By Dom Serafini

The day started promisingly, i.e. without complaints. The schedule was relatively light: The routine morning editorial meeting, one seminar worth attending, a visit with a potential news source, lunch on the beach with a friend, writing a short article for one of our dailies. And basically that was it, with the end of the day being topped off by one of the usual cocktail receptions.

That was the plan anyway. But as soon as I started walking down the Croisette heading to the editorial meeting, one of VideoAge’s distribution coordinators calmly reported that copies of that day’s Mipcom Jr. daily were nowhere to be found at her designated hotel. Even though it was one of the smaller inns, it was, nevertheless, important for us, considering that we pride ourselves on blanket distribution.

Together we headed to the hotel. Just before arriving at the place, however, the printer called my cell phone about a page to be readied for the next day’s daily, which needed immediate attention. Too early to call the staff in the New York office and too late to call back some of the operational staff in Cannes –– who were by then going about their duties –– I decided to head back to the hotel in order to get the info requested by the printer.

On my way there I met the person with whom I had the appointment, but I wasn’t able to reschedule it due to his fully booked agenda. Just after entering the hotel, while we were trying to find a place to sit, a top-level executive who I had been trying to meet for many months came toward me offering an opportunity that surely couldn’t be missed. Juggling two hot potatoes at once, I cut the first meeting short, but unfortunately not early enough to spend some quality time with the second.

After that awkward experience, I reached my hotel room and started looking for the printers’ information; I felt that the room was extremely hot. Earlier, after checking in at the Martinez, since I knew that the central air conditioning system was shut down due to the end of the summer season, I had asked for one of the few keys to open the sliding window. Because the window overlooked a roof, representing a safety risk, the hotel maid had closed it and taken the key with her.

Now, this was a situation that needed to be solved immediately to avoid the risk of not being able to sleep at night due to the heat. The maid had given the window key to the service man and now she was trying to locate him. While waiting for the key to be returned, it occurred to me that I was already late for the lunch meeting. When I reached the restaurant on the beach, the outside area had to be unexpectedly closed and they could not accommodate us inside due to construction.

Patiently, my guest and I wandered around trying to find a place to sit. We ended up on some uncomfortable bar stools at a sandwich shop on Rue d’Antibes. Naturally, not much could be discussed, and we soon departed with the promise to give it a try on another day.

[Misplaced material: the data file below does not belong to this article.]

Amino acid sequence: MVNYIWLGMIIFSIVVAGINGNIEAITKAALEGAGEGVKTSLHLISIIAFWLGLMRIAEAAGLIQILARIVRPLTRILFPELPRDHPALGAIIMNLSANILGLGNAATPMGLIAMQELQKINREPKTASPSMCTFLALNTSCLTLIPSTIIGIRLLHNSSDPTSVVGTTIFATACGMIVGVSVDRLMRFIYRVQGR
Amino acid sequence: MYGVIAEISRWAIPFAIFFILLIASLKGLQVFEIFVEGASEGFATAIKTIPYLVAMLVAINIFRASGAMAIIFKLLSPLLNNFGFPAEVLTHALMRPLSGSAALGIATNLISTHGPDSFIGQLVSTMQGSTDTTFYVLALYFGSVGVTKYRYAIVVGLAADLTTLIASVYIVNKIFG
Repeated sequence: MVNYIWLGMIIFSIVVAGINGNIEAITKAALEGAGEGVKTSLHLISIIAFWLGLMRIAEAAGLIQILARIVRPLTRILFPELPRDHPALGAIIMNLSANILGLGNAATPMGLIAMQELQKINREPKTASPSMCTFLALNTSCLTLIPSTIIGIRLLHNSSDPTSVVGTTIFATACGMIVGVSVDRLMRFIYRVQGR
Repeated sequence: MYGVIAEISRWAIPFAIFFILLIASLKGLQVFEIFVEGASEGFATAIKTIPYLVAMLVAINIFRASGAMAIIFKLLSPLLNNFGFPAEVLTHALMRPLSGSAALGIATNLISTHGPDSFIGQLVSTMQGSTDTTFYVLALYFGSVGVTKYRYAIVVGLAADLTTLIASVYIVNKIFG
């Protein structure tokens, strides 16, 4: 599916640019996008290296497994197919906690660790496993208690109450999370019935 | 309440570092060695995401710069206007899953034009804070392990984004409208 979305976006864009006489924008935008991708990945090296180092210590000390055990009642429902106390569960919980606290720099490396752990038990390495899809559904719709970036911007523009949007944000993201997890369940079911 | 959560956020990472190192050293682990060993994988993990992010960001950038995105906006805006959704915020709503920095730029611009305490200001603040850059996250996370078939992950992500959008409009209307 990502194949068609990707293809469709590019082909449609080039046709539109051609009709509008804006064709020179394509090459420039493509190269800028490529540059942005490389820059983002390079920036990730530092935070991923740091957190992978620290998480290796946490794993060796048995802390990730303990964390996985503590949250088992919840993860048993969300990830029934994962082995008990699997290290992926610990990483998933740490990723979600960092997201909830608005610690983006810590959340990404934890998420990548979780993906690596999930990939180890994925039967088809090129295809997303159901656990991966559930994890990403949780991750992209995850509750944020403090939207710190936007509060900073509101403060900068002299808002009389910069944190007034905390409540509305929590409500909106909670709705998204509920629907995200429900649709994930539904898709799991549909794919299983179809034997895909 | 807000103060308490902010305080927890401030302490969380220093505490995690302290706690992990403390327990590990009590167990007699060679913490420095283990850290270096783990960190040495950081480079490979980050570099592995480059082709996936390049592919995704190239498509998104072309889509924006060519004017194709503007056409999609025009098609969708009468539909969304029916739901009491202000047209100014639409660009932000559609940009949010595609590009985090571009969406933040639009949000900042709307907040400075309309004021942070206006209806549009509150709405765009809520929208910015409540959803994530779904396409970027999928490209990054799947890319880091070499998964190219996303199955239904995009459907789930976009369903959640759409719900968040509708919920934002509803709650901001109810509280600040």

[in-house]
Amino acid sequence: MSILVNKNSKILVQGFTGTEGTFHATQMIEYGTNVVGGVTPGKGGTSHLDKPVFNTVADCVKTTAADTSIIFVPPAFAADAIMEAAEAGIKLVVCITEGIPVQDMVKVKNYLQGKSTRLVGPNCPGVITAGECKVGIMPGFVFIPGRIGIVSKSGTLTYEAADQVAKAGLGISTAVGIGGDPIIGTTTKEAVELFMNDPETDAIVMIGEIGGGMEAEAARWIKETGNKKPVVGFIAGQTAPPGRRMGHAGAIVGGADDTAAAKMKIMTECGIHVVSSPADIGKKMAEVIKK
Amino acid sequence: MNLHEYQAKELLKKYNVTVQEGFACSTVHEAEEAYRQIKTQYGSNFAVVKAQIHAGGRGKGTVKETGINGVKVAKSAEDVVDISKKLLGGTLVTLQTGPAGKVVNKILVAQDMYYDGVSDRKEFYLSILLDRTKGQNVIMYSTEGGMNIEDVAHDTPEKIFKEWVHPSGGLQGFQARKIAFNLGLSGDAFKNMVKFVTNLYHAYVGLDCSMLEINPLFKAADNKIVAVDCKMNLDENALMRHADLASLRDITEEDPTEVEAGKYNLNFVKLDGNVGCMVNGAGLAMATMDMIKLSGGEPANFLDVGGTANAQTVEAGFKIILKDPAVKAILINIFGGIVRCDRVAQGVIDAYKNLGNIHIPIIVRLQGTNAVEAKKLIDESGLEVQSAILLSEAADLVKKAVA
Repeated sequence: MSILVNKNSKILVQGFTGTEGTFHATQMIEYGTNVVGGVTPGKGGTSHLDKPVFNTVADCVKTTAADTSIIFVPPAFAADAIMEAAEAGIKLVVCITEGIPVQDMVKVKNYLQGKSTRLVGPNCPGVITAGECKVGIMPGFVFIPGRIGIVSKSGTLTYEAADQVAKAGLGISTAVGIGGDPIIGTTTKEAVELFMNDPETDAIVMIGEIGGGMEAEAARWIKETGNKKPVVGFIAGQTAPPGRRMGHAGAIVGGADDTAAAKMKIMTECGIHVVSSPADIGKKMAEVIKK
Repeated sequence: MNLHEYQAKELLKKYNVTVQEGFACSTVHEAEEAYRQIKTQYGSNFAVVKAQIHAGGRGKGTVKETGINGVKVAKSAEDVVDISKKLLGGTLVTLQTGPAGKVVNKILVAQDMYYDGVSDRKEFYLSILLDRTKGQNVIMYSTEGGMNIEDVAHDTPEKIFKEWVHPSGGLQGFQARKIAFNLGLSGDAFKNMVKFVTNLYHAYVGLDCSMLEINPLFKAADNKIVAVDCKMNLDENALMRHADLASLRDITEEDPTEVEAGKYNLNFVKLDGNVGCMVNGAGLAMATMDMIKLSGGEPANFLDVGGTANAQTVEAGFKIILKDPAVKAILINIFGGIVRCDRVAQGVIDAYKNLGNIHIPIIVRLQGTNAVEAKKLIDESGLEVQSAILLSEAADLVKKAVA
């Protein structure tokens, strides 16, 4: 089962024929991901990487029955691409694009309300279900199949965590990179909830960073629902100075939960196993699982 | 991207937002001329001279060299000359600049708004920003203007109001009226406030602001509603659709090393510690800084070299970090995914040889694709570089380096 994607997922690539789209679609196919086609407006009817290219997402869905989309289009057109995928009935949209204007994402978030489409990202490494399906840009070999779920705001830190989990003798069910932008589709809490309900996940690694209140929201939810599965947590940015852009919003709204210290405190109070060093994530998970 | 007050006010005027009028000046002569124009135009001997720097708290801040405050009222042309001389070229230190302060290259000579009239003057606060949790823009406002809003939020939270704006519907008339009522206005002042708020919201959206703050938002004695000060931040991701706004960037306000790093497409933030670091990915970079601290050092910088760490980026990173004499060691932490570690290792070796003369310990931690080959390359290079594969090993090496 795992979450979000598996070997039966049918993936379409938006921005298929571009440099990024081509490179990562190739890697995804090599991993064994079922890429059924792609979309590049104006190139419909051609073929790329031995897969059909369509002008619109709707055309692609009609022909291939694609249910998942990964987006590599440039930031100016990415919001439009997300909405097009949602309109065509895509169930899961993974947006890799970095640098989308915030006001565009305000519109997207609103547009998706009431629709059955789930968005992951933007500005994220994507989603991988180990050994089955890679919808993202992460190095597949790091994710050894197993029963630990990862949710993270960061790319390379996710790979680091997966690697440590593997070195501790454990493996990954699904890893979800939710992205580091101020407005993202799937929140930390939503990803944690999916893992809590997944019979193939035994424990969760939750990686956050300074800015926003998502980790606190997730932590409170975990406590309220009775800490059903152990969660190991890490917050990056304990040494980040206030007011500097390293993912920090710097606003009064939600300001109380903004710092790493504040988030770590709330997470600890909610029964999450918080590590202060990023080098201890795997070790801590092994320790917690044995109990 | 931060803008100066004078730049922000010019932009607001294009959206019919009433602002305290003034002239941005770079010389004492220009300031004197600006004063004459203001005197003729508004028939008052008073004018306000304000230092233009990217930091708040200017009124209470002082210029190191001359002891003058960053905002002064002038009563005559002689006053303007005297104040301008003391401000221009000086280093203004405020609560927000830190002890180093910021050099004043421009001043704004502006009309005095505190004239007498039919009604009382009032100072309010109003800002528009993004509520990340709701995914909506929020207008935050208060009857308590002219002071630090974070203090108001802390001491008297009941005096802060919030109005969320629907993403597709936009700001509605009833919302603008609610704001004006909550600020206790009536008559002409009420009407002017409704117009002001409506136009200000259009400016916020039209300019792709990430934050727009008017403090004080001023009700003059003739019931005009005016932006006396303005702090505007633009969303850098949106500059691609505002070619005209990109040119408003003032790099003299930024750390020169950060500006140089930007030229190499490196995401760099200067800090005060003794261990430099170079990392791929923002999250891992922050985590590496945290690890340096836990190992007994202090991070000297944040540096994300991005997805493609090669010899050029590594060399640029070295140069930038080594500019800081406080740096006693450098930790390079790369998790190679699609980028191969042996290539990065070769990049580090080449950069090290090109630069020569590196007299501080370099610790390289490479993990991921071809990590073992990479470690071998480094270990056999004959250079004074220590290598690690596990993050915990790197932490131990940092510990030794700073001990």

Meanwhile, the seminar deemed worth attending had ended, so rather than spend time listening to one of the many self-promotional sessions, I decided to register for the main market, so I made a dash for the press registration tent, which unfortunately, wasn’t yet open.

Determined to stick to my original schedule — or what was left of it — I schlepped to VideoAge’s editorial offices to write a story from the notes of my earlier, truncated interview. Nothing doing! The room had just been restructured and equipped with electrical sockets, which did not match my U.S. electrical adaptors (there are two types of electrical sockets in France) and my laptop was completely out of battery power. Because all other computers were being used, I headed to the computer rental store at the corner of Rue d’Antibes and Rue Françoise Libre, only to find that it was closed for the day.

A bit discouraged and in need of a drink or, better yet, champagne, I started to direct myself to the location of the reception I was expected to attend. When I arrived, the security guards at the entrance asked for the invitation, which I did not have since it was sent via e-mail in the form of a notice which said that the actual invitation would be found in my press pigeon hole, which was not yet ready to access.

Without a badge and with no company representative or PR agent at the door to recognize me, the only thing to do was to leave and go back to the hotel.

Tired and depressed I arrived at the hotel, where my wife reached me on the phone, curious to find out about my day: “So what have you accomplished today? Did you have a good day?” she asked. Since, in my view, men should always have the last word, I answered, with a man’s typical last word: “Yes, dear!”

But, thinking about the answer, it occurred to me that the day had been extremely hectic and had gone by very fast. Even though nothing had been accomplished, I was, nonetheless, thoroughly exhausted. So in all honesty I answered, “I had a very busy day, but don’t ask me what I did.”

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